They will be more tuned into this than a visual or auditory child.
They need some sort of physical way to calm themselves down.
Anchoring is a good way.
Here’s how to do it and this will be a helpful technique for all children.
- Tell them that you are going to ask them about a time when they felt really great, brave, confident, able to do anything, go anywhere.
- Then when they have this time in their mind ask them to close their eyes and imagine that this is that time right now. They are feeling this right now so as they feel great, who is there, what can they see, how do they feel, what do they hear? They need to imagine it but if they want to they can tell you all about it.
- When they have that moment in their mind they are to squeeze their earlobe.
- Repeat the exercise a few times, in between goes, give themselves a little shake to ‘ break state’.
- Remind them that when they next feel anxious they can use their anchor by squeezing their earlobe and remembering the time when they felt great.
About the book
“Be A Happier Parent with NLP” gives you the skills you need to raise a confident, secure child in a confident and secure manner.
The book uses the tried, trusted and proven techniques of neuro-linguistic programming to help tackle areas in which you may feel you lack confidence as a parent, while at the same time giving you the skills to help your child be happy, fulfilled and confident him- or herself.
You’ll find yourself feeling less guilty, more in control, and communicating better with your child–at the same time be able to support your child in difficult situations and help him or her grow into a well-rounded adult.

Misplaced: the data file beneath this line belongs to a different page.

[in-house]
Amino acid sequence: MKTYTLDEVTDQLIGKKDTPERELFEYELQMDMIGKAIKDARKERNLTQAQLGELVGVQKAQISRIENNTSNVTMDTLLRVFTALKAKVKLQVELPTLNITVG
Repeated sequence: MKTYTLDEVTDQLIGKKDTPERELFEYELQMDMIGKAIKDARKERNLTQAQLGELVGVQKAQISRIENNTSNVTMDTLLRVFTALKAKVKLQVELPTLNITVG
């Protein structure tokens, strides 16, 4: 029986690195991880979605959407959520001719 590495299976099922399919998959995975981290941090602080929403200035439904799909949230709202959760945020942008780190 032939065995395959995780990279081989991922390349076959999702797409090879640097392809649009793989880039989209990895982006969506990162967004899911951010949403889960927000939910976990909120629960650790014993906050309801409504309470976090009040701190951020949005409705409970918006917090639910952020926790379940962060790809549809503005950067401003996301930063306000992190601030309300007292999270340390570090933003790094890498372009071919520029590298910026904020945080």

- Personal insights from the author’s many years of experience of working with children
- Practical exercises to help you engage with the book and act on what you learn
- One, five and ten-minute introductions to key principles to get you started
- Lots of instant help with common problems and quick tips for success, based on the authors’ many years of experience
- Tests in the book and online to keep track of your progress
- Quick refreshers to help you remember the key facts.
Information about the book:
Author: Judy Bartkowiak
Title: Be A Happier Parent with NLP
Genre: Non-Fiction, Self-Help, Living and Learning
Published: January 1st 2011
Judy Bartkowiak is the author of ‘Be a happier parent with NLP’ a guide to using life coaching skills to enhance your parenting. Judy and her husband Edward have four children – Lucy, Alex, Jess and Paul and live in rural Berkshire with their dogs Roxy and Holly and nine hens. Other NLP Family (www.nlpfamily.com) titles are:
NLP for Parents, NLP for Children (5-10yrs), NLP for Tweens (11-14yrs), NLP for Teens (15yrs+), NLP for Teachers, NLP for New Mums, NLP for Weight Loss, NLP for Work, NLP for Back to Work, Self-Esteem Workbook, NLP Workbook, Secrets of the NLP Masters
Judy Bartkowiak comes from a business background where she worked with Toy companies and TV production companies helping them to understand children and their relationship with brands such as LEGO, Baby Born, Bratz, Thomas the Tank Engine, Pocoyo, Fireman Sam and many other well-known names.
She runs Kids Brands Europe alongside her NLP training and coaching www.kidsresearch.co.uk and has a Facebook Kids Panel for Market Research which is done online or from her home.
She has an NLP training and coaching practice NLP Kids www.nlpfamily.com, specialising in child and parenting issues and runs Kids Brands Europe (www.kidsresearch.co.uk) as well as writing for children as JudyBee.
Judy loves playing tennis and reading as well as spending time with her family.
You can follow the rest of the tour HERE.